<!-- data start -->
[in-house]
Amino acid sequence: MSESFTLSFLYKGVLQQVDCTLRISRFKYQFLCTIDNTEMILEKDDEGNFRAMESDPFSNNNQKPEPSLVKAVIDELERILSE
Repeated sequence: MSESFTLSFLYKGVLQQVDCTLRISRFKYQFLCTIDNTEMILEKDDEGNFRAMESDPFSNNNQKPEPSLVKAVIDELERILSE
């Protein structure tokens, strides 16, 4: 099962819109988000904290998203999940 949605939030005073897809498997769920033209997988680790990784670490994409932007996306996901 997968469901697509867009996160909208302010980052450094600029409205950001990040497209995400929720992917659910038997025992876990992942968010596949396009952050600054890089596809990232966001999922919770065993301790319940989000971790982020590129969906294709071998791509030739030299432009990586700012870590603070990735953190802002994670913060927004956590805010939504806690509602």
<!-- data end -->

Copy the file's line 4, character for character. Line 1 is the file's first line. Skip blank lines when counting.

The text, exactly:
């Protein structure tokens, strides 16, 4: 099962819109988000904290998203999940 949605939030005073897809498997769920033209997988680790990784670490994409932007996306996901 997968469901697509867009996160909208302010980052450094600029409205950001990040497209995400929720992917659910038997025992876990992942968010596949396009952050600054890089596809990232966001999922919770065993301790319940989000971790982020590129969906294709071998791509030739030299432009990586700012870590603070990735953190802002994670913060927004956590805010939504806690509602």